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Riken Yamamoto: Five decades of architecture

Riken Yamamoto

The recipient of the 2024 Pritzker Architecture Prize, Riken Yamamoto, has a portfolio spanning five decades. Located throughout Japan, the People’s Republic of China, the Republic of Korea and Switzerland, his work includes a diverse range of building types.

From private residences to schools, university buildings and city planning, explore Yamamoto’s work with this curated collection of his work. 

Hiroshima Nishi Fire Station (Hiroshima, Japan, 2000)

Transparency in form, material and philosophy remained the basis of Yamamoto’s architectural vision. Central to this approach was a regulation mandating that all buildings allow passage through their sites, fostering cohesion among adjacent plots and forging a sense of unity among neighbouring landowners. 

The Hiroshima Nishi Fire Station (Hiroshima, Japan, 2000) presents itself as an entirely transparent project, allowing both visitors and passers-by to peer into the central atrium, offering a glimpse into the daily activities and training sessions of firefighters. 

The Hiroshima Nishi Fire Station presents itself as an entirely transparent project, allowing both visitors and passers-by to peer into the central atrium. Photograph: Tomio Ohashi


Nagoya Zokei University (Nagoya, Japan, 2022) 

In 2022 the Nagoya Zokei University of Art and Design moved to the city of Nagoya. The new campus is located next to Meijo Park, the home of Nagoya Castle. Meijo Koen Station is right below the grounds. The building spans the station, which bisects the grounds into the east and west. In other words, the building itself is a bridge. The place that corresponds to the bridge girder is a large open space of 88m by 88m on the top floor. 

The Nagoya Zokei University of Art and Design is an arts school. The campus move presented an opportunity to consolidate and reorganise the nine courses of study at the university into five fields.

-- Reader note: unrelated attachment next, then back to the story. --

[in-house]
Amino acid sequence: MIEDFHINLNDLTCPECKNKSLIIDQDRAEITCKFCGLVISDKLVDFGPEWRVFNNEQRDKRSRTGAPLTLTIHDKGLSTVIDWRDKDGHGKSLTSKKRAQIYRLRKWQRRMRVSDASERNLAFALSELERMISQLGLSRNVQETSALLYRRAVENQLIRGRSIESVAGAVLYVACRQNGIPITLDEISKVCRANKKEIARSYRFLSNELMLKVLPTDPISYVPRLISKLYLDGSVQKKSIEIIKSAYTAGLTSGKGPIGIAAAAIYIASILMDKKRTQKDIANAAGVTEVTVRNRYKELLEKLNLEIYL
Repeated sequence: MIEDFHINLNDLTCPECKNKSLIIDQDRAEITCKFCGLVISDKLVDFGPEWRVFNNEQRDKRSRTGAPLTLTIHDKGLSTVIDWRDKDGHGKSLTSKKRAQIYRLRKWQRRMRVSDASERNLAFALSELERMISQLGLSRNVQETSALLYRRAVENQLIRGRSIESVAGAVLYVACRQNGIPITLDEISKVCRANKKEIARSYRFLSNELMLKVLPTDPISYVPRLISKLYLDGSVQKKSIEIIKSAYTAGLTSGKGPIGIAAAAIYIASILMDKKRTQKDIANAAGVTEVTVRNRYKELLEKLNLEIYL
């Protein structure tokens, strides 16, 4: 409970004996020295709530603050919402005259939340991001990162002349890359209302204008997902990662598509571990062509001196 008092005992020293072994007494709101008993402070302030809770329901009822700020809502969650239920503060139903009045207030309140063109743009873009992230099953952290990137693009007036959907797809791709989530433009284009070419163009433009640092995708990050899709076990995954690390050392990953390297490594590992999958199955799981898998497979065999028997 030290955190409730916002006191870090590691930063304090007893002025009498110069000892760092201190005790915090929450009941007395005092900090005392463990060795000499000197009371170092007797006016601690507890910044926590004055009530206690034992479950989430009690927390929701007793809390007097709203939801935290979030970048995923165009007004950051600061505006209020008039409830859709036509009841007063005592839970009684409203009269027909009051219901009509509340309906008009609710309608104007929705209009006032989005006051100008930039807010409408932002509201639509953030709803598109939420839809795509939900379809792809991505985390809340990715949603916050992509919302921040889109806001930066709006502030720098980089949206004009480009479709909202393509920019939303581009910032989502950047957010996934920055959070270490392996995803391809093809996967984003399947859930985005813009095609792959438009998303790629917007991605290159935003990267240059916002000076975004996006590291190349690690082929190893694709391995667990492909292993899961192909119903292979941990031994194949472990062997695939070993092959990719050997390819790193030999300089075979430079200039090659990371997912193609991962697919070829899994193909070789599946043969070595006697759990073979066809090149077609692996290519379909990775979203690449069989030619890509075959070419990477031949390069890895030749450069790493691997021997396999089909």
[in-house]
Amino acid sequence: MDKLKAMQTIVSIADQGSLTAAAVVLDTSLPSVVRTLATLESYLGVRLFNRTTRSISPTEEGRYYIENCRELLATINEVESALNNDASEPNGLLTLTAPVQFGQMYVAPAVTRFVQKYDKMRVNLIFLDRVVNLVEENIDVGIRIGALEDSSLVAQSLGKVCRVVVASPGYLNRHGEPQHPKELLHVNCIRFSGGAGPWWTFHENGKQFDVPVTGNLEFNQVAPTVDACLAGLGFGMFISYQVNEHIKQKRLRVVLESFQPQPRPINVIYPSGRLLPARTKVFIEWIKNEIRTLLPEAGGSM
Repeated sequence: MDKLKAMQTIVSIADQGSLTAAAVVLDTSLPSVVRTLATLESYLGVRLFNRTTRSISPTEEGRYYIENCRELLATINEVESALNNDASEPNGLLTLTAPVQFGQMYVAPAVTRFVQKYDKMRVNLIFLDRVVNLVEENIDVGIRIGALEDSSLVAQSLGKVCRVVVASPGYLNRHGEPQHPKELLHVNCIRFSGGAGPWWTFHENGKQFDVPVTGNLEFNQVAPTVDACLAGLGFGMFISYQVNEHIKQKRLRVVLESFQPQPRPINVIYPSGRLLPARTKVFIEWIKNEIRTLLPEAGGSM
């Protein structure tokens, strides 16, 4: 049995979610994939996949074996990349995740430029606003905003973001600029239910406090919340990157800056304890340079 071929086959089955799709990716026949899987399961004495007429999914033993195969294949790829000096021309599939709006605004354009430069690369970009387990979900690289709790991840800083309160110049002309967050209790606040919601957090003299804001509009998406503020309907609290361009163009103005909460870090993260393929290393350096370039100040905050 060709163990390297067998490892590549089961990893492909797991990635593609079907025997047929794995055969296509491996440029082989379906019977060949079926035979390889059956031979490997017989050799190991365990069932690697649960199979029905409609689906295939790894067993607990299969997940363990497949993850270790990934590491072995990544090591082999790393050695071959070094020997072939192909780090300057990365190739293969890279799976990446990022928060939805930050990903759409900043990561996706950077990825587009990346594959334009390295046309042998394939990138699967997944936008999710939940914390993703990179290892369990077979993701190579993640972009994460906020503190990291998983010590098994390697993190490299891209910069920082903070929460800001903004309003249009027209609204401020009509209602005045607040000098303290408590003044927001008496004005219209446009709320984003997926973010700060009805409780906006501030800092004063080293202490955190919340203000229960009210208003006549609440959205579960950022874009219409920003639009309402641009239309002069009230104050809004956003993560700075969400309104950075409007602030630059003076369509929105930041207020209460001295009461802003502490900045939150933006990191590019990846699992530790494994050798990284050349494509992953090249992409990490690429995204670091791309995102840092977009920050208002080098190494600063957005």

The Nagoya Zokei University building itself is a bridge, reorganising the nine courses of study at the university into five 88m x 88m fields.


The Circle at Zürich Airport (Zürich, Switzerland, 2020) 

The Circle at Zürich Airport. Image courtesy of Riken Yamamoto and Field Shop

The Circle is neither a 19th-century city, nor a 20th-century city, intended for rational and economic ends, but an entirely new city for the new lifestyles of the 21st century. This is neither a fictional community such as Disneyland, nor a town organised solely for consumption, but a creative city that will exert a powerful influence on the rest of the world. 

The medieval cities of Switzerland that are the actual centres of everyday life for people today are extremely flexible, precisely because they retain their old structures. Two adjacent buildings may be used as one. The Circle too is such a city. 

Significant built works also include the Tianjin Library (Tianjin, People’s Republic of China, 2012), Jian Wai Soho (Beijing, People’s Republic of China, 2004), Ecoms House (Tosu, Japan, 2004), Shinonome Canal Court Codan (Tokyo, Japan, 2003), Future University Hakodate (Hakodate, Japan, 2000), Iwadeyama Junior High School (Ōsaki, Japan, 1996) and Hotakubo Housing (Kumamoto, Japan, 1991). 


“For me, to recognise space is to recognise an entire community. The current architectural approach emphasises privacy, negating the necessity of societal relationships. However, we can still honour the freedom of each individual while living together in architectural space as a republic, fostering harmony across cultures and phases of life.” – Riken Yamamoto, 2024 Pritzker Architecture Prize winner 


Full acknowledgement and thanks go to: for the information in this editorial. 

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